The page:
Directed by Ruggero Deodato
A documentary crew get on the bad side of the cannibals they're filming in this gruesome exploitation classic. A researcher recovers footage a crew of filmmakers shot before they disappeared. But when he watches it, he sees horror far worse than he imagined. Made in 1979, but not released here until 1985, this controversial film quickly became a grindhouse smash. But it's biggest impact on horror is surely its innovative found-footage conceit, which led to the emergence of an entire subgenre in recent years. Vegetarians beware: the animal violence is very real.
A documentary crew get on the bad side of the cannibals they're filming.
Cast: Robert Kerman, Francesca Ciardi, Perry Pirkanen, Luca Barbareschi
one of my favorites
Was a good watch! 😌
I found my self saying wtf a good amount of times through this film, def shocking and understandably controversial.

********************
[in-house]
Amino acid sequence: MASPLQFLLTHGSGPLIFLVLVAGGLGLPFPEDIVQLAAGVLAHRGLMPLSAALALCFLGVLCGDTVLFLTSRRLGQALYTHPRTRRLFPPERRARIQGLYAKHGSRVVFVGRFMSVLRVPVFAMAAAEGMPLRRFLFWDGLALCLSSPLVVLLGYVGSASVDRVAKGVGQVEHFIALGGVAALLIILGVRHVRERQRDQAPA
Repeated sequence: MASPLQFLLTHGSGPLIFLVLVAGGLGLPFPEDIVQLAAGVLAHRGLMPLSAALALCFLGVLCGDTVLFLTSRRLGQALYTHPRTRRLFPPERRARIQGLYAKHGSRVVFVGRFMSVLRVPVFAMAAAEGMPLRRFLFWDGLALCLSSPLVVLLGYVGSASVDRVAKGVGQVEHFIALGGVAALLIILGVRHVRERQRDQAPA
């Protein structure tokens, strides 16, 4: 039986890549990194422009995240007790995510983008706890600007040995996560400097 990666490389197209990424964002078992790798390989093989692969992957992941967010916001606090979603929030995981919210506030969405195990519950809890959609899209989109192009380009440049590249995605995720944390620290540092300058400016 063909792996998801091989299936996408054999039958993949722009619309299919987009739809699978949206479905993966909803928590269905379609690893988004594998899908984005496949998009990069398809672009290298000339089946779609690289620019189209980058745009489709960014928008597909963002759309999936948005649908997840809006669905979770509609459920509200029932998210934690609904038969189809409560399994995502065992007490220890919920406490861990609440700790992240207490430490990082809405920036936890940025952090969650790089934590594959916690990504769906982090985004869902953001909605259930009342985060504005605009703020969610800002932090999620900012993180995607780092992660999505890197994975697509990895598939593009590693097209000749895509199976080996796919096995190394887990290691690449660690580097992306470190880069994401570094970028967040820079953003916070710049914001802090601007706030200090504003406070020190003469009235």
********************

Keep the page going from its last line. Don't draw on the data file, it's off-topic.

Keeps you on the edge of your seat and eager to find out what’s going to happen next that’s for sure.
This film almost compensates for its gratuitous nature by trying to be a self-aware critique of the genre. The sleazy film crew and television producers push for more sensation and less restraint in order to appeal to the base desires of a wider audience. Morality and decenecy are sacrificed for "the footage" throught the film. Overall however, it's a self-indulgent mess of cheap shock. The infamous turtle scene is probably the best example, serving no value to the plot or tension of the film. It has no consequence in the story, acting only as a gross-out that sets the tone of clumsily-justified, schlocky gore. Still, while not exactly defensible as fine art, the flick's a classic of the genre that every fan of horror should probably see once.